11. 11. 11© Crown copyright - not to be reproduced without prior permission from the Behavioural Insights TeamInsight 3: Focus on the socialWe are all influenced by the actions ofthose around us, which means we aremore likely to give to charity if we seeit as the social ‘norm’. Focusing on thesocial involves thinking about:- Using prominent individuals to sendout strong social signals- Drawing on peer effects, by makingacts of giving more visible to otherswithin one’s social group- Establishing group norms aroundwhich subsequent donors ‘anchor’their own giftsPeople are strongly influenced by theactions of those around them. We dowhat we see other people doing, andwe are influenced by the decisions thatother people take. The behaviouralscience literature is full of examplesthat demonstrate how these ‘socialnorms’ influence individuals’ behaviour.The specific research around charitablegiving suggests that there are manydifferent ways in which social influencecan be brought to bear.The impact an individual can have bysending strong signals to a particulargroup or community is one form ofinfluence. For example, experimentsconducted by Wikipedia showed that amessage from the site’s founder, JimmyWales, was more likely to encourage adonation than similar messages notattributed to Wales.12Similarly, bigphilanthropists, such as Brooke Astor,Bill Gates or Warren Buffett, can sendpowerful signals about which causesare most worthy and encourage othersto donate to charities they support. Thismay be because people aspire to bemore like these prominent figures,13orbecause they believe that they makegood decisions about charities.14Another form of social influence, whichis of particular interest for thosewishing to establish more habitualisedgiving practices within organisations, ispeer effects. Individuals are more likelyto donate to charity if they see othersaround them doing so. The more similarthese people feel they are, the strongerthe peer effect. Research has shown,for example, that people assigned toworkplace fundraising campaign teamswith more people who already give aresignificantly more likely to givethemselves.15When asked to donate totheir university’s alumni fund by aformer college roommate, alumni aremore likely to do so than if asked by astranger.16Similar effects were found inTrial 5, in Part II of this paper. This trialexamines the effect of a simple socialnorm message on take-up of legacygiving (in this case, telling people thatmany people who write wills leavemoney to charity).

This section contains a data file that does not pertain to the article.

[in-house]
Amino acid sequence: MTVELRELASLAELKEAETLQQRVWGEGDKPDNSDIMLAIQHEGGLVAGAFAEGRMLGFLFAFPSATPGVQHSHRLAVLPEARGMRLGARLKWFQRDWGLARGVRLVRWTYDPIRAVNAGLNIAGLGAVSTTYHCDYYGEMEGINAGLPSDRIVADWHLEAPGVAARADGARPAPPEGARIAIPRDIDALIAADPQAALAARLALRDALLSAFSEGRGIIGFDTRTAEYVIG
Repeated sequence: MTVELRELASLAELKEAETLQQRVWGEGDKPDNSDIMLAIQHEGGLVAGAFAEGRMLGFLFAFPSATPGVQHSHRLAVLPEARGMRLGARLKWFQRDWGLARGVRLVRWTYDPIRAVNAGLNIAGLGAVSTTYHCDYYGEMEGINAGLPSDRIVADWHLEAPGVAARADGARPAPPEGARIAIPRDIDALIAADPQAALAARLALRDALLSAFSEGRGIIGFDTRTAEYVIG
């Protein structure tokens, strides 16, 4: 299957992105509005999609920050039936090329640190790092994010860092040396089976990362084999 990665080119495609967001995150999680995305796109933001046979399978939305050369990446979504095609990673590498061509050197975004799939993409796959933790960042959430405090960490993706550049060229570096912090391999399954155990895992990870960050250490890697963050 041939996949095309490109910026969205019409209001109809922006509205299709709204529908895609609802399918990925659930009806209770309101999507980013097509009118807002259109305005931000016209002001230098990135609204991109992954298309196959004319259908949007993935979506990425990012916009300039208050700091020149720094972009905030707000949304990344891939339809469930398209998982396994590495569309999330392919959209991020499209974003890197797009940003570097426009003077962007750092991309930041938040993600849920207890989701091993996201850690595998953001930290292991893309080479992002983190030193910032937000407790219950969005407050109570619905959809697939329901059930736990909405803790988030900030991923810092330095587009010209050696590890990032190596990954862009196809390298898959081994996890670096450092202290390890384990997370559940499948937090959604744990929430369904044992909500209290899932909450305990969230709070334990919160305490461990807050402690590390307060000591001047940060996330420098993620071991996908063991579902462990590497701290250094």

12. 12. 12 | Applying behavioural insights to charitable giving© Crown copyright - not to be reproduced without prior permission from the Behavioural Insights TeamKnowing the amount that other peopledonate can also be effective. Forexample, one study found that whendonation amounts are revealed todonors, they quickly conform to thegroup norm.17A single, visible donationof around £60 or more on websites thathelp people raise money for charity willencourage others to give more thanthey might have done in the absence ofsuch an anchor.18Other research has supported thisfinding. However, it is important torecognise that the level at which the‘anchor’ is set is critical to achieving apositive impact. This was demonstratedin a study in which visitors to a CostaRican national park were asked to makedonations. It found that when peoplewere told about previous, highdonations ($10), they increased theirdonations, but that when theinformation was about a low donation($2), their donation decreasedsignificantly.19Insight 4:Timing mattersIf you get your timing right, it canreally help to increase charitabledonations, for example by:- Ensuring that charitable appeals aremade at the moments when they arelikely to be most effective;- Understanding that people may bemore willing to commit to future(increases in) donations thanequivalent sums todayOne particularly interesting insight fromthe behavioural science literaturerelates to the impact that time hasupon people’s decision making. It isuseful to think about timing both fromthe perspective of when to asksomeone to give money to charity andwhether it is possible and desirable todefer costs or bring forward a benefit toencourage stronger engagement.Many studies have shown theimportance of recognising moments ofopportunity to support behaviouralchange. This might include, forexample, when someone changes job,or moves house. This is the momentwhen an individual is already makingimportant procedural changes, forexample providing bank account detailsand signing new contracts. Targetingthese moments when setting up newPayroll Giving schemes is likely to be